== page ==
Thursday, September 20, 2007

Adobe Flex First Thoughts: Part I

I was able to sneak into a two day Adobe Flex 3 training session a few weeks ago, and now I've finally had a chance to write down what my impressions are of the language and environment. This is Part 1 in a 3 part series on Flex. Today covers the Flex language, next up is the Flex Builder Eclipse Development Plugin, and last is the Flex Server and Adobe Integrated Runtime (AIR) components.

As a word of warning... these are opinions generated by a mere 16 hours in training. Errors and omissions should be expected (that's what the comments are for).

Flex is Adobe's platform for web applications. To the end user, the application produced looks like any other Flash application running in the browser. But the difference between the Flash and Flex development environments is large.

Unlike the Flash development environment (now called CS3), Flex has no concept of a movie, a stage, or a time line. This is good news for programmers because development no longer feels like it is taking place in an animators studio. Instead, Flex ships as an Eclipse based plugin. The IDE looks great: there is a nice looking UI builder, the Eclipse project wizards seem to work, the IntelliSense works good enough, and the debugger contains all the expected Eclipse options. The compiler is available for free, it is only the Eclipse plugin and the Flex server that requires a purchase

The Basics

Flex applications are written in mxml, which is really just an xml file. The file contains xml based component definitions ("put text box here"), css to determine look and feel ("background is green", and ActionScript 3.0 to handle behavior ("MyTextBox.onClick(Event e)...").

For me mxml was a bit of a turn off because it mixed the xml, ActionScript, and css all in one file. Even with the syntax highlighting, there was a lot of noise to sort through when you wanted to get down to the business of editing ActionScript. It looked like all the naive sample Java Swing applications that Sun published (you know, where every sample is one big class that extends from JFrame). These examples influenced thousands of Java programmers, like myself, into thinking that every Swing app started with subclassing JFrame. Ack! Model, View, Controller anyone? I know this approach of mixing all three layers in one mxml file isn't required, and that css can be externalized to an application level css file. But it's sad to see Adobe implicitly promoting this style the same way Sun did with the Swing examples.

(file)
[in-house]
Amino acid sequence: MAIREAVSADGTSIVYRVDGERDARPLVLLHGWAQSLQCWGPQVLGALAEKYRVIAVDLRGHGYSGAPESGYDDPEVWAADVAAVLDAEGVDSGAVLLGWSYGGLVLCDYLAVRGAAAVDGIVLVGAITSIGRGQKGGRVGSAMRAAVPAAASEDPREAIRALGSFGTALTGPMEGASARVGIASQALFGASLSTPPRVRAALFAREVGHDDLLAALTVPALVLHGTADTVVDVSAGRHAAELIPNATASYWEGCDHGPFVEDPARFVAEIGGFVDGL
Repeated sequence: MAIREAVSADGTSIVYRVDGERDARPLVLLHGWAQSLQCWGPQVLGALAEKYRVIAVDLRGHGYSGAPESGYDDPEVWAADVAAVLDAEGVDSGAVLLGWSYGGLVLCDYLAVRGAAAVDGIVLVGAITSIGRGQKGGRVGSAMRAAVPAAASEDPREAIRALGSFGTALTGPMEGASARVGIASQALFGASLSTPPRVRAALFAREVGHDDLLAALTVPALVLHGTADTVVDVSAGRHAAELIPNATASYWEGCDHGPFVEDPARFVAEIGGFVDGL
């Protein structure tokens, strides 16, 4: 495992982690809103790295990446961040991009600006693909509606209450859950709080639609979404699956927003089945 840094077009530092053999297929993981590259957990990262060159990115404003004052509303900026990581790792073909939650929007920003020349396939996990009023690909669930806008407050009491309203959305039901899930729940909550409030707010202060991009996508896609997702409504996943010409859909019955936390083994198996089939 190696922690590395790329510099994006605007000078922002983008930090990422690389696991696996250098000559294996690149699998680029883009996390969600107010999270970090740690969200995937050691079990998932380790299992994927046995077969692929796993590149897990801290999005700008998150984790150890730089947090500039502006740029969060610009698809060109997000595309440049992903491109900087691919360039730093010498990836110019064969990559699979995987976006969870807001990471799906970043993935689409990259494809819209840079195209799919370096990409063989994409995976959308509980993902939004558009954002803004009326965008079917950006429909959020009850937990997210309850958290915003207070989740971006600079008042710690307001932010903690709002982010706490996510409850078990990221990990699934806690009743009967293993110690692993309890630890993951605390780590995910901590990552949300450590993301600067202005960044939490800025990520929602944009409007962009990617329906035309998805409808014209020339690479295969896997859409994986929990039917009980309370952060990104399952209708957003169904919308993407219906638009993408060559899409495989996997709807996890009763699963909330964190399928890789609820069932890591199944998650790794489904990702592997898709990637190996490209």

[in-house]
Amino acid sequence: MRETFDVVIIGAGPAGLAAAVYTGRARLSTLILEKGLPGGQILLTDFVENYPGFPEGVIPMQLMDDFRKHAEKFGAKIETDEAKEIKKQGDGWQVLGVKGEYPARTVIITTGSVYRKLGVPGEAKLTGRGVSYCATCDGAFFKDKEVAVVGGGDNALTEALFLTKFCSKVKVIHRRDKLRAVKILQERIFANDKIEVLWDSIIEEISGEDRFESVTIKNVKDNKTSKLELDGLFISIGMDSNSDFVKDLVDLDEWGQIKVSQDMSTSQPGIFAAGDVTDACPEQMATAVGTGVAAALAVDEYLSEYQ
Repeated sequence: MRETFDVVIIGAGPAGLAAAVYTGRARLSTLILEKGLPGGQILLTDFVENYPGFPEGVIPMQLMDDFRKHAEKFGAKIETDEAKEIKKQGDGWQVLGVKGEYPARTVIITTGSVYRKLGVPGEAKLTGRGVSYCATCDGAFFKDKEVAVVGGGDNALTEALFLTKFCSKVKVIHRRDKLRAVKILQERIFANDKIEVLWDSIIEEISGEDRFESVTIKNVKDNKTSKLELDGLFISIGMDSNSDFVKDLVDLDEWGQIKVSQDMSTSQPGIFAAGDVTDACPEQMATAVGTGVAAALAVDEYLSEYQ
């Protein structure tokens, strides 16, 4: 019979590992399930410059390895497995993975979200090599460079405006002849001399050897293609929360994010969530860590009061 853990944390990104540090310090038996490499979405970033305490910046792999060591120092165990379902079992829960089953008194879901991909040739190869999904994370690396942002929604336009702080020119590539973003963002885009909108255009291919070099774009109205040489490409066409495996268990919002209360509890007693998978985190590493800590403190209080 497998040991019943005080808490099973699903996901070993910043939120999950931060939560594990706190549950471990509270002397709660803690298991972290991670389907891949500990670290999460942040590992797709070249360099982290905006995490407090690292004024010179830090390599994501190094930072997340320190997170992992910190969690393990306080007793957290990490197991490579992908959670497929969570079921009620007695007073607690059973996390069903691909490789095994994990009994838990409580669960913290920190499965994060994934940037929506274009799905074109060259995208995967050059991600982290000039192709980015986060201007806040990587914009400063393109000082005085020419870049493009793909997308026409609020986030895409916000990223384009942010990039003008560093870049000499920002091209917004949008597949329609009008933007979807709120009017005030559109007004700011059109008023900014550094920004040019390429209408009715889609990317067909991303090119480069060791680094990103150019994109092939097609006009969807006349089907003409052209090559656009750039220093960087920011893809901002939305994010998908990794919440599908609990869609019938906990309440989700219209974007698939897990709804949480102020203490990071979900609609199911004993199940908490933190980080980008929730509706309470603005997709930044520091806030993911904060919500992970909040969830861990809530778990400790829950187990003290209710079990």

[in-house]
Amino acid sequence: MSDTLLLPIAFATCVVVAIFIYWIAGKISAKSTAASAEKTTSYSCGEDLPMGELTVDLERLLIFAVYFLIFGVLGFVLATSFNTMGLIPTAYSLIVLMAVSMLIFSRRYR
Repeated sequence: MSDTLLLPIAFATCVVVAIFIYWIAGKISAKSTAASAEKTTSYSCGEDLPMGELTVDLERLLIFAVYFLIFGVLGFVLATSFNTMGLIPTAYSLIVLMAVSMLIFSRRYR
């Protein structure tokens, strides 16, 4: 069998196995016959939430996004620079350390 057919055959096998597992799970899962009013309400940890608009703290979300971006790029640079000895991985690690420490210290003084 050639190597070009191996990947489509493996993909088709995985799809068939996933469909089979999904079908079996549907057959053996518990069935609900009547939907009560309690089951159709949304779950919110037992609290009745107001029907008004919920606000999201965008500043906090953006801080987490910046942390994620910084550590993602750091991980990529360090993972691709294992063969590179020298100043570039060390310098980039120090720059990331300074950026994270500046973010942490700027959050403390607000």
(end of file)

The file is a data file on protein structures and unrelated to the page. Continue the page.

The good part of mxml is that it could drive component driver development. Each mxml file is typically a visual component that extends an existing widget and adds functionality to it. There are currently hundreds of existing components in the base component library, and more are available on the web for free and otherwise. All of the dependencies are located within the component, and the application is simply a shell that assembles these components into a coherent layout. Nice and reusable. Just like COM! Wait... that doesn't sound good. But it is like COM in that the goal is to define reusable components that developers can add to their component library. And it seems like Adobe wants to make it easier for 3rd parties to create and resell components, just like the COM business model. A ramification of this model is that 3rd parties become very important to the success of both Flex and COM. All the components look great today: crisp, well-animated, modern looking. But in 5 years they are going to look old, dated, and clunky. Everyone knows a VB 5 application when they see one; in 5 years will Flex apps be the same? The answer is maybe, depending on what happens with the community and what Adobe contributes.

Working with Widgets